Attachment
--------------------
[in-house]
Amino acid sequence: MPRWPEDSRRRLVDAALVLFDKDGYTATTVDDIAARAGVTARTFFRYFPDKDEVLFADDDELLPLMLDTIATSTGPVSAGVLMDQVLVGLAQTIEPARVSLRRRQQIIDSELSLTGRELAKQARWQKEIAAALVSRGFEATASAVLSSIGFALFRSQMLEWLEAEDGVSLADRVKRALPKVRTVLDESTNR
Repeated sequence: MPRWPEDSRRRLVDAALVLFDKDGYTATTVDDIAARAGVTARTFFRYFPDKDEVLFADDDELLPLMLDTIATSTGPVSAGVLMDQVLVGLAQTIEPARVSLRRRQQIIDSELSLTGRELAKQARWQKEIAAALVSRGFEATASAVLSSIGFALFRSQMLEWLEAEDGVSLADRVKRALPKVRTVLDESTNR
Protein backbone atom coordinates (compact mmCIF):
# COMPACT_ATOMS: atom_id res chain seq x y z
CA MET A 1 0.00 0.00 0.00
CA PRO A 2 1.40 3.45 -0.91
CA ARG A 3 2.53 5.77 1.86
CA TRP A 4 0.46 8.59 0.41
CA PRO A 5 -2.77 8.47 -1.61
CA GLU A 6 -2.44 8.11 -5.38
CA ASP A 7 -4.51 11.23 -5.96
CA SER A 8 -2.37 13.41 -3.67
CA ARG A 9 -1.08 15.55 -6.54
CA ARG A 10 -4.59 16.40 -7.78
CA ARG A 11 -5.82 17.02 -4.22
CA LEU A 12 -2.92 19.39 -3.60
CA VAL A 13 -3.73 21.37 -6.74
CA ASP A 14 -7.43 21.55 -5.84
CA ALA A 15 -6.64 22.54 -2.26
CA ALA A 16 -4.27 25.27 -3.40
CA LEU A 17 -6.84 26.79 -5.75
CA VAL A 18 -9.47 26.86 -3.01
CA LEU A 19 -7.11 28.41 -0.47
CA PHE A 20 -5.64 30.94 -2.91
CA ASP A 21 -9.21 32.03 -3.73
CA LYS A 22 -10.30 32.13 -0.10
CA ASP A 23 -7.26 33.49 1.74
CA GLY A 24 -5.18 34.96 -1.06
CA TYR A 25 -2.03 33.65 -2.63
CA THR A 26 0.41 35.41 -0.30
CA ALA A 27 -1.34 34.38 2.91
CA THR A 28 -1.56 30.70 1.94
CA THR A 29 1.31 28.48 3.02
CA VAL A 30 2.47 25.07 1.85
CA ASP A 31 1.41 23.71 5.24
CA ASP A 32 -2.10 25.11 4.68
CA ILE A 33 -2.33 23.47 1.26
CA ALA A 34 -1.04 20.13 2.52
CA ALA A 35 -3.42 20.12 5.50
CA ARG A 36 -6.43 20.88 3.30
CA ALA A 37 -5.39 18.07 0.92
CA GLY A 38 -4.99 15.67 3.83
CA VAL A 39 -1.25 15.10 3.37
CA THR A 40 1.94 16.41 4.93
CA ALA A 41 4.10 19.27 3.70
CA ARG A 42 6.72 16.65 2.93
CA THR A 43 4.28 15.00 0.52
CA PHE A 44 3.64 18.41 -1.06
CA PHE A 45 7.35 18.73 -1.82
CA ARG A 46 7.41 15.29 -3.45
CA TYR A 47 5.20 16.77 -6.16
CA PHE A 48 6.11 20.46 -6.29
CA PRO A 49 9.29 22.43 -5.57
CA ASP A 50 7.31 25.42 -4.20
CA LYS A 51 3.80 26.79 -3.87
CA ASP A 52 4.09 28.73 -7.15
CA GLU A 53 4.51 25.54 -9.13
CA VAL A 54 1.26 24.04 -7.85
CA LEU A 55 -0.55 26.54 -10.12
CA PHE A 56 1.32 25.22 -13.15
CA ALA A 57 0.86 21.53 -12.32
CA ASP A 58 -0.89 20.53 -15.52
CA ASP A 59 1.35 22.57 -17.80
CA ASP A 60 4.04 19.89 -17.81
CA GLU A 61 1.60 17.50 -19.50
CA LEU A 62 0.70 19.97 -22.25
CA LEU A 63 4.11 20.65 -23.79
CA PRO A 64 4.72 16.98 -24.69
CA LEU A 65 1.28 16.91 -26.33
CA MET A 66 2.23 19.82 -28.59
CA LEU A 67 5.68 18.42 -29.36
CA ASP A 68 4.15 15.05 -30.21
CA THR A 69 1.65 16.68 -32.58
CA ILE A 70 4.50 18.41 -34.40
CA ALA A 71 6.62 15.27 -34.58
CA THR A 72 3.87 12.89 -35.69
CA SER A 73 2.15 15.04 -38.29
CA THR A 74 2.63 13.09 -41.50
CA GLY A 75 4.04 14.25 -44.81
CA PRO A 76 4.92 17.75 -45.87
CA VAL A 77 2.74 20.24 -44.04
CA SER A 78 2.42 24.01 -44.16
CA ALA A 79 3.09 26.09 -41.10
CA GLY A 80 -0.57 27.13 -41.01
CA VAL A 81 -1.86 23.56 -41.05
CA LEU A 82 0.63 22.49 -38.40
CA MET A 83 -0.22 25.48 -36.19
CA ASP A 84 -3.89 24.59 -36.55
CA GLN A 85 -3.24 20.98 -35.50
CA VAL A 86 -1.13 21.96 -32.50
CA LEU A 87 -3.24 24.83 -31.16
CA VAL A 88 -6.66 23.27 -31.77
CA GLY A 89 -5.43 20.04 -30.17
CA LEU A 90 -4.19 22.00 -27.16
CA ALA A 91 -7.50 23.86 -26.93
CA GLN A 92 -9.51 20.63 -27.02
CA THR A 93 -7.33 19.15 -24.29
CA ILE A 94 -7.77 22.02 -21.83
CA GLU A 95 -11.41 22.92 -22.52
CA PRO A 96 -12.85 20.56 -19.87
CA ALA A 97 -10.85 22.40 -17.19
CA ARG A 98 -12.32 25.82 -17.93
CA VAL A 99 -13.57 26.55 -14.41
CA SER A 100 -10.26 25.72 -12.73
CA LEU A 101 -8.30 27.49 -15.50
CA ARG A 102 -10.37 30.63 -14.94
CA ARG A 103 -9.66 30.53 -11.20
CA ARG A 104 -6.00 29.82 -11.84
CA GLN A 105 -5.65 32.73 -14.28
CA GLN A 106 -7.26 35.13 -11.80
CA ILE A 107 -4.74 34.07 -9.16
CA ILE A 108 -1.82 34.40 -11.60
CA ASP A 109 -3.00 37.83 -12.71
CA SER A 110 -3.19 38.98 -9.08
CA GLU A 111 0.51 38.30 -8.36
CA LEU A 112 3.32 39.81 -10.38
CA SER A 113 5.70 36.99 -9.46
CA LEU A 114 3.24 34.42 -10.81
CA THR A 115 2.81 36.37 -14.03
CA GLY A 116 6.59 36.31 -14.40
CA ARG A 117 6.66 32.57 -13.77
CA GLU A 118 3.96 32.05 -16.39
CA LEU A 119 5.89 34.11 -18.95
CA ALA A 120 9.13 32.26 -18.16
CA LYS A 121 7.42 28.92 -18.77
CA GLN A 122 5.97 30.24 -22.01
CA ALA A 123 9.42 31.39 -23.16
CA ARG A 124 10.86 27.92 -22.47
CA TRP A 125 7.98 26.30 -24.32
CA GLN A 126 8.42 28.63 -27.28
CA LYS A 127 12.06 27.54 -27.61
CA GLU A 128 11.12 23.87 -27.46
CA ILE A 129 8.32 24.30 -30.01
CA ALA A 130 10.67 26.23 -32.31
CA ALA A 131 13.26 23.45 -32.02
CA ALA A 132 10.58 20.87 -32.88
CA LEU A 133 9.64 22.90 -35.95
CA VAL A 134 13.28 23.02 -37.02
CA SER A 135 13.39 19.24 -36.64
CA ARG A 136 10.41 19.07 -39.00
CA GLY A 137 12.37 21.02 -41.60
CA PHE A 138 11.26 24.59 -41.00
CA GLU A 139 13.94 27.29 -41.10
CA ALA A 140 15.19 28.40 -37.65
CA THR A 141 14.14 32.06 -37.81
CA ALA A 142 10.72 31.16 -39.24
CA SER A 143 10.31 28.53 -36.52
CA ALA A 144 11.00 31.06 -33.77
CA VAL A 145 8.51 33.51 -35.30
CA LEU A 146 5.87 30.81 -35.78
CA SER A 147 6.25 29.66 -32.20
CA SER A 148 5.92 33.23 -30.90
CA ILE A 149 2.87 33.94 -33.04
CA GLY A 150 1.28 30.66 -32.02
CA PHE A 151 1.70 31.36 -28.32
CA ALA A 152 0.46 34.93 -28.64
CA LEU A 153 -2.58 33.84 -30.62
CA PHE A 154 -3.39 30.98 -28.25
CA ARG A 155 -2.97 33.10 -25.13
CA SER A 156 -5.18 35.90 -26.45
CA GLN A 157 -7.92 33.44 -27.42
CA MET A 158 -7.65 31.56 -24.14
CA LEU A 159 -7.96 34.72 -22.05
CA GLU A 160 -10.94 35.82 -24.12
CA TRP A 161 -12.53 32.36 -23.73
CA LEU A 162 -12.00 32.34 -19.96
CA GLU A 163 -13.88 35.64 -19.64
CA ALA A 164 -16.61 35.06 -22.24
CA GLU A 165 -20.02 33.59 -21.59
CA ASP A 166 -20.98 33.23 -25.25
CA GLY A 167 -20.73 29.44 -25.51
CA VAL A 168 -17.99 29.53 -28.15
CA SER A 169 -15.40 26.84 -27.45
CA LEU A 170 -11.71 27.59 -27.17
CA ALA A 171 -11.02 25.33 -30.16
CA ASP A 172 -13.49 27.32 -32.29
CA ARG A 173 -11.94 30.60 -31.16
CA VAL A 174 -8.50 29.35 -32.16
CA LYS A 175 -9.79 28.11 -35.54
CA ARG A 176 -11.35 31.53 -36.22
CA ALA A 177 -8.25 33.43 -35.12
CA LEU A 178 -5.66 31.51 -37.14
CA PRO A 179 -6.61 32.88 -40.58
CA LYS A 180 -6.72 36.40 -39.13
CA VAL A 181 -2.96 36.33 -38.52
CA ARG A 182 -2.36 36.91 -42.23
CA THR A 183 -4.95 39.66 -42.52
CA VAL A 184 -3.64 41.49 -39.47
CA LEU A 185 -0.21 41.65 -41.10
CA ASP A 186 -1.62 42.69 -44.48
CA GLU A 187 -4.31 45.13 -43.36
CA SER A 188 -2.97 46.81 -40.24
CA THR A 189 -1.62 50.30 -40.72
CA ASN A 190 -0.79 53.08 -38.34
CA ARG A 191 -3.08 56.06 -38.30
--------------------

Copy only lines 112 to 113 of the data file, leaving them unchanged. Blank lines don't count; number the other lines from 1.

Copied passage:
CA ILE A 107 -4.74 34.07 -9.16
CA ILE A 108 -1.82 34.40 -11.60